The WPHP Monthly Mercury

1816 and 2020: The Years Without Summers

December 16, 2020 The WPHP Monthly Mercury Season 1 Episode 7
The WPHP Monthly Mercury
1816 and 2020: The Years Without Summers
Chapters
The WPHP Monthly Mercury
1816 and 2020: The Years Without Summers
Dec 16, 2020 Season 1 Episode 7
The WPHP Monthly Mercury

As 2020 draws to a tumultuous close, join hosts Kate Moffatt and Kandice Sharren as they look back—all the way to 1816. Often remembered as the cold and fog-laden year in which an 18-year-old Mary Shelley came up with the idea for Frankenstein, 1816 was a year of catastrophe more generally, known colloquially as “The Year Without a Summer” or “Eighteen Hundred and Froze to Death.” This double episode, peer reviewed by Romanticism on the Net, explores how the bibliographical metadata contained in the WPHP can help us uncover a wider range of voices and genres, including political writing, travel memoirs, and poetry. These works reveal the lived experiences of women in a time of upheaval, but also provide an opportunity to meditate on the nature of literary production during catastrophe, especially how our own experiences during the upheavals of 2020 shaped our response to the books that we uncovered.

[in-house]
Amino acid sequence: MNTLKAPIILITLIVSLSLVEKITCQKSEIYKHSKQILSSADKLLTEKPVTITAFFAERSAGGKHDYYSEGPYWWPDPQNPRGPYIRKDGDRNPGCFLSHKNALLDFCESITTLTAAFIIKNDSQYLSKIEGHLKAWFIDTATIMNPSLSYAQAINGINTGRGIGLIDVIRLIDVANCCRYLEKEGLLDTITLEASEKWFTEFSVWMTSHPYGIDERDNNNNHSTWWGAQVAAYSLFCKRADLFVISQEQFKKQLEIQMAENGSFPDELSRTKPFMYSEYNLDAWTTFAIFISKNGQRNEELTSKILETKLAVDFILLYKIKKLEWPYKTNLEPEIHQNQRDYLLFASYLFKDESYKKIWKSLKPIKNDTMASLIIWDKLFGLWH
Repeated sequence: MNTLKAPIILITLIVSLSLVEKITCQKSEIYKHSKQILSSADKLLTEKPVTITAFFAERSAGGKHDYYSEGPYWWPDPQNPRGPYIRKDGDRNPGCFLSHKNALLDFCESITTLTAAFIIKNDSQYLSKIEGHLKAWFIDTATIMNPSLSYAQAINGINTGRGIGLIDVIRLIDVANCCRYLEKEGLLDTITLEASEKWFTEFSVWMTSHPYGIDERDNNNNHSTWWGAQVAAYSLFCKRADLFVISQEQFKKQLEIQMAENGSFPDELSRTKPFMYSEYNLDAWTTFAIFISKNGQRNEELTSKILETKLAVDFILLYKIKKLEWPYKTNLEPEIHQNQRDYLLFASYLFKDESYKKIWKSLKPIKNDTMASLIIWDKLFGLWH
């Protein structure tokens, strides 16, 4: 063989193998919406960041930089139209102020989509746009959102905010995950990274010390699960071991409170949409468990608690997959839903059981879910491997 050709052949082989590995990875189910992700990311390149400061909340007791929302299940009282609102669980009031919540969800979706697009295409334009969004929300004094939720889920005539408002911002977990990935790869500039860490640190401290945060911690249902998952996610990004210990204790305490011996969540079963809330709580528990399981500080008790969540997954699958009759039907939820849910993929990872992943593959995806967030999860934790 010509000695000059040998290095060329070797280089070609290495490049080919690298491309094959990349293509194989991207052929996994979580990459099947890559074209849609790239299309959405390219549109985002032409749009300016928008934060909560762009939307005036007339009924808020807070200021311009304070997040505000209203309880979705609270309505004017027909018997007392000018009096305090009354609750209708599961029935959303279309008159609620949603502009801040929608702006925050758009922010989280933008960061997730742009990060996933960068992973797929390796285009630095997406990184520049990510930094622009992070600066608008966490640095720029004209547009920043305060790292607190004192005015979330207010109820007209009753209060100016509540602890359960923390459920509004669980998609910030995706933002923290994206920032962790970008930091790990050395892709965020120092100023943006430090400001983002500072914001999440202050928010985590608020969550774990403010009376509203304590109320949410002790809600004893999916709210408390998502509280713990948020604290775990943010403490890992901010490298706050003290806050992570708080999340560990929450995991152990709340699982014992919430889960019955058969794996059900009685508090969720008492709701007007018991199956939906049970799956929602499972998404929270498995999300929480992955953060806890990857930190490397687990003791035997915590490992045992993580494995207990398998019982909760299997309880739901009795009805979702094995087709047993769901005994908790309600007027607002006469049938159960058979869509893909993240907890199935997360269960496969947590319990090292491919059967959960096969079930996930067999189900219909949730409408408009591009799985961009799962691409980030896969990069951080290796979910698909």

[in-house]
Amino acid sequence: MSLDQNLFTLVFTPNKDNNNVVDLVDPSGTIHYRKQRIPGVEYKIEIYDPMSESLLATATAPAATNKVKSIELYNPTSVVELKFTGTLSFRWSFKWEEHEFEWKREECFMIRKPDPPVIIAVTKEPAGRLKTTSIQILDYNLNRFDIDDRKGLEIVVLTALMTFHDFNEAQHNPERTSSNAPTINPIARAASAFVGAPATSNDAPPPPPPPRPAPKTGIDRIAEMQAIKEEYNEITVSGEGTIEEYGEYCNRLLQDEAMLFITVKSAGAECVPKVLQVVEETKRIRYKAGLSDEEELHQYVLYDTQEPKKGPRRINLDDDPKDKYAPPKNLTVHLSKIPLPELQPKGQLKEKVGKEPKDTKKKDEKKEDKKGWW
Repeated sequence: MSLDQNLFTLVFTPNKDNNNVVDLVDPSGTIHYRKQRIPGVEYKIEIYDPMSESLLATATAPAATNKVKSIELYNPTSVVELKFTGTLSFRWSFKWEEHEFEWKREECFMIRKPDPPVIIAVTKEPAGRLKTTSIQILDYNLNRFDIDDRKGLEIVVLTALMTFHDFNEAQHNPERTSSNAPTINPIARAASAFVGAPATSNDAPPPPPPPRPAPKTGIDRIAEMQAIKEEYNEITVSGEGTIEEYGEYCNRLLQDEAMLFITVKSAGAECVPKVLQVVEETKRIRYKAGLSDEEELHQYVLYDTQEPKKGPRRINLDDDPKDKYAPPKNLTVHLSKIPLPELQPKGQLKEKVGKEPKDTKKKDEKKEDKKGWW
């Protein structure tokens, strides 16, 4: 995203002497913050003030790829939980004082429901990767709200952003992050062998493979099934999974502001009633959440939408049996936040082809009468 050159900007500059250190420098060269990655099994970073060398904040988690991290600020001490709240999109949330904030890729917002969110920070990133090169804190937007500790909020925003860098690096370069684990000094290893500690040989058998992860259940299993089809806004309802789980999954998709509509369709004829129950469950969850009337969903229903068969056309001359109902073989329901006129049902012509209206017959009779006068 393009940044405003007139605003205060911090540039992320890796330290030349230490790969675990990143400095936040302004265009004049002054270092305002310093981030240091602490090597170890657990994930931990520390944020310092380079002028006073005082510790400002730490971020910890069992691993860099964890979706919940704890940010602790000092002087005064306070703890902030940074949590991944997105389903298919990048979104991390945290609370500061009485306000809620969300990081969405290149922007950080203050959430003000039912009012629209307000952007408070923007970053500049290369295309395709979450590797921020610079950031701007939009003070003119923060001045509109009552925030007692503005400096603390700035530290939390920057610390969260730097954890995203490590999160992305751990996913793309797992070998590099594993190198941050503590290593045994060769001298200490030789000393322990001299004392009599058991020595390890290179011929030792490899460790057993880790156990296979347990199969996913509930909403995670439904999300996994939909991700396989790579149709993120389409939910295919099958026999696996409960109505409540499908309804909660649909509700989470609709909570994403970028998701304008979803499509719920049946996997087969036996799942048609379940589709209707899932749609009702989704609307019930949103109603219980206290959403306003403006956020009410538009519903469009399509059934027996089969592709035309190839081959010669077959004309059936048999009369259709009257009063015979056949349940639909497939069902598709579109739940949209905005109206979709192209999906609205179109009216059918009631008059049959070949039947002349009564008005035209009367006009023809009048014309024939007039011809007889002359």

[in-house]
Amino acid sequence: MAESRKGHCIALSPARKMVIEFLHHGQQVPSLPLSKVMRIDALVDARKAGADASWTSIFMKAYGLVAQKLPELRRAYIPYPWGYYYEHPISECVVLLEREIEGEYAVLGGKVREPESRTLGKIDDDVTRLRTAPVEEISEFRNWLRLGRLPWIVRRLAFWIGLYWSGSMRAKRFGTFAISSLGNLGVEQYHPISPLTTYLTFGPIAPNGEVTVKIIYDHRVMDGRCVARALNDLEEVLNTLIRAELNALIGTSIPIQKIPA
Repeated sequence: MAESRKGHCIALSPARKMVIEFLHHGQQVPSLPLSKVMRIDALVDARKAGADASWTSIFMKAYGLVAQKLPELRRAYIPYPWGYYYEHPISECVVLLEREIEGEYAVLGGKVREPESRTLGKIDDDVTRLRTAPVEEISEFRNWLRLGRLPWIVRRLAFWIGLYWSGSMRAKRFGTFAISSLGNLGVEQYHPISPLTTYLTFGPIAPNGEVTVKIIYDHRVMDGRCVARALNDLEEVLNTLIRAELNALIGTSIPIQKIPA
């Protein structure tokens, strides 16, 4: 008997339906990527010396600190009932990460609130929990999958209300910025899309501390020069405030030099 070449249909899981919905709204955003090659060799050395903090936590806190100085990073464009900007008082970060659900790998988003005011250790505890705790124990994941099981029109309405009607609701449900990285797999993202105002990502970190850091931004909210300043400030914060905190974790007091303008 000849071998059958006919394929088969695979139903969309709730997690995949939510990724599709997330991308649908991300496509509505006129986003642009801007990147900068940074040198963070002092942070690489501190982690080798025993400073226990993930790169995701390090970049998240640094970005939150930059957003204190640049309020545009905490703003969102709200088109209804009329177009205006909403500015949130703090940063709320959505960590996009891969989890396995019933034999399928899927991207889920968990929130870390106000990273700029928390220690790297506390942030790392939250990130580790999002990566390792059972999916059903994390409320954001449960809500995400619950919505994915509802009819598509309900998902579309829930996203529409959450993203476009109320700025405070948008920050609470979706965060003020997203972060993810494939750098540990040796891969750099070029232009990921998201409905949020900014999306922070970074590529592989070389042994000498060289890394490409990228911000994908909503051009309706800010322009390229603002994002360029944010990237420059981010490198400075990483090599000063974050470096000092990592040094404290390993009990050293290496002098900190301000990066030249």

If you're interested in learning more about this topic, we have compiled a list of resources and suggestions for further reading, available here: https://womensprinthistoryproject.com/blog/post/58 

Show Notes

As 2020 draws to a tumultuous close, join hosts Kate Moffatt and Kandice Sharren as they look back—all the way to 1816. Often remembered as the cold and fog-laden year in which an 18-year-old Mary Shelley came up with the idea for Frankenstein, 1816 was a year of catastrophe more generally, known colloquially as “The Year Without a Summer” or “Eighteen Hundred and Froze to Death.” This double episode, peer reviewed by Romanticism on the Net, explores how the bibliographical metadata contained in the WPHP can help us uncover a wider range of voices and genres, including political writing, travel memoirs, and poetry. These works reveal the lived experiences of women in a time of upheaval, but also provide an opportunity to meditate on the nature of literary production during catastrophe, especially how our own experiences during the upheavals of 2020 shaped our response to the books that we uncovered.


If you're interested in learning more about this topic, we have compiled a list of resources and suggestions for further reading, available here: https://womensprinthistoryproject.com/blog/post/58